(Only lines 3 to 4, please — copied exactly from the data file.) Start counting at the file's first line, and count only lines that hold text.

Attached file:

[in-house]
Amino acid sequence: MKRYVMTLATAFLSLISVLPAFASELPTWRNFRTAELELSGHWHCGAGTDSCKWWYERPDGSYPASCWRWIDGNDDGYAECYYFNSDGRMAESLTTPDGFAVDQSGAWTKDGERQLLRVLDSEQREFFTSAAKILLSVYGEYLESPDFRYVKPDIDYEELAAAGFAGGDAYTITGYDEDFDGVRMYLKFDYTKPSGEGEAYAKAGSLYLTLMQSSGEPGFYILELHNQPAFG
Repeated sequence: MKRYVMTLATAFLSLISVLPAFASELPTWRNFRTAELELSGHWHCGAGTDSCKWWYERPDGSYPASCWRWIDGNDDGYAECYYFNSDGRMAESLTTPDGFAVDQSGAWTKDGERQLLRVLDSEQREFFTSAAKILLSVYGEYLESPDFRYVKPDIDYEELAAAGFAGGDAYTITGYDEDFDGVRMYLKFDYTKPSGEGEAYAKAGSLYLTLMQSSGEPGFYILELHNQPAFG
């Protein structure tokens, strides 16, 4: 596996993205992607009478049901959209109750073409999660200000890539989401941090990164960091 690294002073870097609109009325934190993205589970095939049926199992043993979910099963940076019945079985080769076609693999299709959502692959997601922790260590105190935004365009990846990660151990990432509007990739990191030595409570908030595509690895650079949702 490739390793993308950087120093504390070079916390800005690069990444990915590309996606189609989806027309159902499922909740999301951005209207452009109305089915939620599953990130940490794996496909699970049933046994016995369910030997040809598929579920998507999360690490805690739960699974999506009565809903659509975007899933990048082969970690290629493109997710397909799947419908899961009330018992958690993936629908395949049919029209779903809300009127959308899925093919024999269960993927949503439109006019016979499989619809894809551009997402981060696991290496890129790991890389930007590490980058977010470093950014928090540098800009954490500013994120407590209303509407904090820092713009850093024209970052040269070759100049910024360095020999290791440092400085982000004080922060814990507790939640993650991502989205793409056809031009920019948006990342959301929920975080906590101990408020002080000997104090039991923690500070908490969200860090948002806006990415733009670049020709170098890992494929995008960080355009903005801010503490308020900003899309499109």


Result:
Repeated sequence: MKRYVMTLATAFLSLISVLPAFASELPTWRNFRTAELELSGHWHCGAGTDSCKWWYERPDGSYPASCWRWIDGNDDGYAECYYFNSDGRMAESLTTPDGFAVDQSGAWTKDGERQLLRVLDSEQREFFTSAAKILLSVYGEYLESPDFRYVKPDIDYEELAAAGFAGGDAYTITGYDEDFDGVRMYLKFDYTKPSGEGEAYAKAGSLYLTLMQSSGEPGFYILELHNQPAFG
């Protein structure tokens, strides 16, 4: 596996993205992607009478049901959209109750073409999660200000890539989401941090990164960091 690294002073870097609109009325934190993205589970095939049926199992043993979910099963940076019945079985080769076609693999299709959502692959997601922790260590105190935004365009990846990660151990990432509007990739990191030595409570908030595509690895650079949702 490739390793993308950087120093504390070079916390800005690069990444990915590309996606189609989806027309159902499922909740999301951005209207452009109305089915939620599953990130940490794996496909699970049933046994016995369910030997040809598929579920998507999360690490805690739960699974999506009565809903659509975007899933990048082969970690290629493109997710397909799947419908899961009330018992958690993936629908395949049919029209779903809300009127959308899925093919024999269960993927949503439109006019016979499989619809894809551009997402981060696991290496890129790991890389930007590490980058977010470093950014928090540098800009954490500013994120407590209303509407904090820092713009850093024209970052040269070759100049910024360095020999290791440092400085982000004080922060814990507790939640993650991502989205793409056809031009920019948006990342959301929920975080906590101990408020002080000997104090039991923690500070908490969200860090948002806006990415733009670049020709170098890992494929995008960080355009903005801010503490308020900003899309499109």